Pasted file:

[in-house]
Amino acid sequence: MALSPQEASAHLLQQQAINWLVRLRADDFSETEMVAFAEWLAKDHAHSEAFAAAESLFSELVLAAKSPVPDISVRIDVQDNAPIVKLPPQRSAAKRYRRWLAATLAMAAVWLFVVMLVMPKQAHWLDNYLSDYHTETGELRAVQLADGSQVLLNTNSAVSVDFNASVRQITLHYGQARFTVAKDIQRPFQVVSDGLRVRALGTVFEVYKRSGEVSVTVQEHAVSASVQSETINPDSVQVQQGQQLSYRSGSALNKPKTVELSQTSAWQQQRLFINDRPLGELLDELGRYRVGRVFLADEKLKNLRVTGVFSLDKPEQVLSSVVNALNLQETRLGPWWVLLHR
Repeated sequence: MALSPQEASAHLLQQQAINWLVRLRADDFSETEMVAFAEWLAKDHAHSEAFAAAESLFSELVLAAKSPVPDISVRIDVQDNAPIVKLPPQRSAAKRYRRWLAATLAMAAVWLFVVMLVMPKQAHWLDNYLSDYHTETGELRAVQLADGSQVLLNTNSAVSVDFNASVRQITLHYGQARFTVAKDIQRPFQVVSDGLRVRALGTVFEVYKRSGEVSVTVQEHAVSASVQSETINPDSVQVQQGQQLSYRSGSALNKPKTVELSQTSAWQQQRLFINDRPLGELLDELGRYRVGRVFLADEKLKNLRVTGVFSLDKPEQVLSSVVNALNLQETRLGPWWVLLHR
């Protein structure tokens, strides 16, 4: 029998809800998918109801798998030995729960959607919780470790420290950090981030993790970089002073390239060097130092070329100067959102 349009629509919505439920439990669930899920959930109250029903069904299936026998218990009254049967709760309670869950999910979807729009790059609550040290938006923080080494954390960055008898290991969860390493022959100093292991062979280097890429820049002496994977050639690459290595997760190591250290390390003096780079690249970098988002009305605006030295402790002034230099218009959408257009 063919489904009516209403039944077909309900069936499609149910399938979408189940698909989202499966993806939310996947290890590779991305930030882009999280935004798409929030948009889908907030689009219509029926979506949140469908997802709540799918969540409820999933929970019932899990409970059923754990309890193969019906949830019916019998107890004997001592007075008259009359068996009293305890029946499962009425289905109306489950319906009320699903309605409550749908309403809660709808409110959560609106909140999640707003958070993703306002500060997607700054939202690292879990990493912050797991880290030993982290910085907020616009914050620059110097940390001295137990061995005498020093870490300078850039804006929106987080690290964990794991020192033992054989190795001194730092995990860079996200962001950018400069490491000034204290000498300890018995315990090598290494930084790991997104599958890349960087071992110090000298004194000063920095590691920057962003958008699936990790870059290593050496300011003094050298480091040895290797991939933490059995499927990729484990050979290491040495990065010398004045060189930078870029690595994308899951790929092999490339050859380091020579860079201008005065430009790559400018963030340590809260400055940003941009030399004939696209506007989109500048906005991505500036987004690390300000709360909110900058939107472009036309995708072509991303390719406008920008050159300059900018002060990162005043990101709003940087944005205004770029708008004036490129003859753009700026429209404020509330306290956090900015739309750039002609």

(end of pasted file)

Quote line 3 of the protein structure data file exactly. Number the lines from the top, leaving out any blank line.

Repeated sequence: MALSPQEASAHLLQQQAINWLVRLRADDFSETEMVAFAEWLAKDHAHSEAFAAAESLFSELVLAAKSPVPDISVRIDVQDNAPIVKLPPQRSAAKRYRRWLAATLAMAAVWLFVVMLVMPKQAHWLDNYLSDYHTETGELRAVQLADGSQVLLNTNSAVSVDFNASVRQITLHYGQARFTVAKDIQRPFQVVSDGLRVRALGTVFEVYKRSGEVSVTVQEHAVSASVQSETINPDSVQVQQGQQLSYRSGSALNKPKTVELSQTSAWQQQRLFINDRPLGELLDELGRYRVGRVFLADEKLKNLRVTGVFSLDKPEQVLSSVVNALNLQETRLGPWWVLLHR